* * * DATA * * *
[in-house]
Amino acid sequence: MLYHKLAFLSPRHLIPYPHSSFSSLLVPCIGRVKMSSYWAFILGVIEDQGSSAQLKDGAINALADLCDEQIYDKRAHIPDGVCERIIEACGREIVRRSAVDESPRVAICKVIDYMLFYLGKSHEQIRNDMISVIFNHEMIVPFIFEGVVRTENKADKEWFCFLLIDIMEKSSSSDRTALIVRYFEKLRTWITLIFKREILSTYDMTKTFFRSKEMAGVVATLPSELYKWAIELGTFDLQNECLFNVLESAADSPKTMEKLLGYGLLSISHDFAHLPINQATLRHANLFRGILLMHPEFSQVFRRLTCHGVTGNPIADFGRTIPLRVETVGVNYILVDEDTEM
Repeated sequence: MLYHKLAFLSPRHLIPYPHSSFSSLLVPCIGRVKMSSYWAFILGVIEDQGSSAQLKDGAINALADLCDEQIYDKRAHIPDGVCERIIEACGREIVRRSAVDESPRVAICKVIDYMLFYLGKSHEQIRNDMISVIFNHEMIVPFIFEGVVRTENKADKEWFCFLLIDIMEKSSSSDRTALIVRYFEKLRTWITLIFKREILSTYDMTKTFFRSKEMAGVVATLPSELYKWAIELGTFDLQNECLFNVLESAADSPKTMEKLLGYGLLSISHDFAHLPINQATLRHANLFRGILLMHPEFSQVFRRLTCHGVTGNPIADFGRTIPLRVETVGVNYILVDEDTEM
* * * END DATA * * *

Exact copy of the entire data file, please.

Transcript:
[in-house]
Amino acid sequence: MLYHKLAFLSPRHLIPYPHSSFSSLLVPCIGRVKMSSYWAFILGVIEDQGSSAQLKDGAINALADLCDEQIYDKRAHIPDGVCERIIEACGREIVRRSAVDESPRVAICKVIDYMLFYLGKSHEQIRNDMISVIFNHEMIVPFIFEGVVRTENKADKEWFCFLLIDIMEKSSSSDRTALIVRYFEKLRTWITLIFKREILSTYDMTKTFFRSKEMAGVVATLPSELYKWAIELGTFDLQNECLFNVLESAADSPKTMEKLLGYGLLSISHDFAHLPINQATLRHANLFRGILLMHPEFSQVFRRLTCHGVTGNPIADFGRTIPLRVETVGVNYILVDEDTEM
Repeated sequence: MLYHKLAFLSPRHLIPYPHSSFSSLLVPCIGRVKMSSYWAFILGVIEDQGSSAQLKDGAINALADLCDEQIYDKRAHIPDGVCERIIEACGREIVRRSAVDESPRVAICKVIDYMLFYLGKSHEQIRNDMISVIFNHEMIVPFIFEGVVRTENKADKEWFCFLLIDIMEKSSSSDRTALIVRYFEKLRTWITLIFKREILSTYDMTKTFFRSKEMAGVVATLPSELYKWAIELGTFDLQNECLFNVLESAADSPKTMEKLLGYGLLSISHDFAHLPINQATLRHANLFRGILLMHPEFSQVFRRLTCHGVTGNPIADFGRTIPLRVETVGVNYILVDEDTEM